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Ottawa, Canada — The most popular professional sports league in North America, the National Football League (NFL), has the most “socialist” economic system of the four major leagues inNorth America, based on an assessment by The Conference Board of Canada – the latest in its series on the pro sports market.
“It is somewhat ironic that America, land of capitalism and free enterprise, is so fond of a league that has made sharing the wealth fundamental to its business model,” said Glen Hodgson , Senior Vice-President and Chief Economist.
In the National Football League, more than 80 per cent of league and club revenues are shared among the franchises. The NFL also has a “hard” salary cap that puts a ceiling on the amount of money franchises can pay players, one that applies equally to all teams. The one market-driven aspect is the NFL’s treatment of player talent- both in terms of the high salaries paid to top stars and the ease with which players can be discarded.
Moving from the economic “left” to “right”, the National Hockey League (NHL) is similar to the NFL in having a hard player salary cap. As part of the current collective bargaining agreement with its players – negotiated in 2005 and now expiring – the NHL has a salary floor and a complex revenue-sharing system. The NHL is willing to provide subsidies to its weaker clubs to protect the value of the stronger franchises, since bankruptcy of any team is not a good signal to prospective investors.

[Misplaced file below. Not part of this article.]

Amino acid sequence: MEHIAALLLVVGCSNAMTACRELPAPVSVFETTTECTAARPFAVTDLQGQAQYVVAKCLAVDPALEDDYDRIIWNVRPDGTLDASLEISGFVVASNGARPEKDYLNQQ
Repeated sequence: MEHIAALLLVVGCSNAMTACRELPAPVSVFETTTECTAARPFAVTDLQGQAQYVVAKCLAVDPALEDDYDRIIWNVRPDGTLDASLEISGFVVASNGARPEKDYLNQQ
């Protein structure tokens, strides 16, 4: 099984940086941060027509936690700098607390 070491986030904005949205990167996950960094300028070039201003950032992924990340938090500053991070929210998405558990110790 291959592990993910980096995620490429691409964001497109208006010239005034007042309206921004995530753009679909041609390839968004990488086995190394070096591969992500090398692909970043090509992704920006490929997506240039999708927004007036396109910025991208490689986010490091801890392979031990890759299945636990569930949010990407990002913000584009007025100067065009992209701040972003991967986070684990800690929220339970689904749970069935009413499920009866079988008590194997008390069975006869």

“The NHL model is a mixed economy which does try to equalize opportunity for all its franchises to be successful on the ice and profitable in the books,” said Hodgson. “The challenge for the NHL and its players in collective bargaining this year is to tweak this system without undue disruption to the business. Hopefully, both management and the players have learned from their experience in 2004-05 and they will not risk losing another season in these negotiations.”
Both the National Basketball Association and Major League Baseball operate much like a modern capitalist economy. In general, the financial playing field in these leagues is not level, and the largest, richest markets and teams tend to be the most successful. Top players command massive salaries, which leads them overwhelmingly to suit up for the wealthiest teams.
No league in North America, however, compares to European football (or soccer) for unconstrained capitalism. The presence of unbelievably wealthy owners, little sharing of revenue among teams and leagues, and eye-popping player salaries is reminiscent of the “robber baron” era of capitalism in the 19thcentury. Clubs are very much on their own. The current liquidation of the Scottish club Rangers FC – one of the most storied teams in Europe – shows there is little financial security or assistance to those that slip.